One of the emotional contradictions of caregiving is to feel simultaneously grief-stricken and relieved when your parent dies. There are many women in our facebook community who regularly comment on how much they miss the parent they cared for. When it’s over, you lose not only a loved one but also the role to which you’ve adjusted.

This phase is also where you’re potentially making some very hard decisions about end of life care and facing the really dysfunctional part of American medical care. Knowing that this caregiving stage is inevitable, I recommend that you do some research ahead of time, and get your legal ducks in a row.

There are two resources I’m going to recommend here. The first is The Conversation Project’s Starter Kit. Because before you fill out advance directives or medical forms, you’ll need to talk to your parents – and this will help get you going. The second is the last section of the book How to Care for Aging Parents by Virginia Morris – starting with Chapter 26. This is one book you can almost certainly find at your local library.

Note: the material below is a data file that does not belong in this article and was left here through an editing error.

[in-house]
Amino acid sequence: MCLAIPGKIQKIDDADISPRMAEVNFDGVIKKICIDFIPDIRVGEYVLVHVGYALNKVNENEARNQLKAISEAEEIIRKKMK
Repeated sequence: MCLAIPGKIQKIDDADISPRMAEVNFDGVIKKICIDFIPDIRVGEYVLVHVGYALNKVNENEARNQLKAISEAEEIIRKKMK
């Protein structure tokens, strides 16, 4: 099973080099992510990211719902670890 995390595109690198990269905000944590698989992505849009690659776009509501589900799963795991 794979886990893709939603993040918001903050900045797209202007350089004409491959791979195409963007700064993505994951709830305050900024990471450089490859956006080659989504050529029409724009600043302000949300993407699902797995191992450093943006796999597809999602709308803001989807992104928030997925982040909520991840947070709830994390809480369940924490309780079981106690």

Finally, it’s worth mentioning that despite all of these shared experiences, there is also a lot of diversity among caregivers just like there is in any other population. How you go through this depends so much on individual circumstances. And, like any of life’s challenges, there is always an opportunity to grow and change for the better. Knowing this CAN help…. But so can finding a solitary place to just let off a little steam!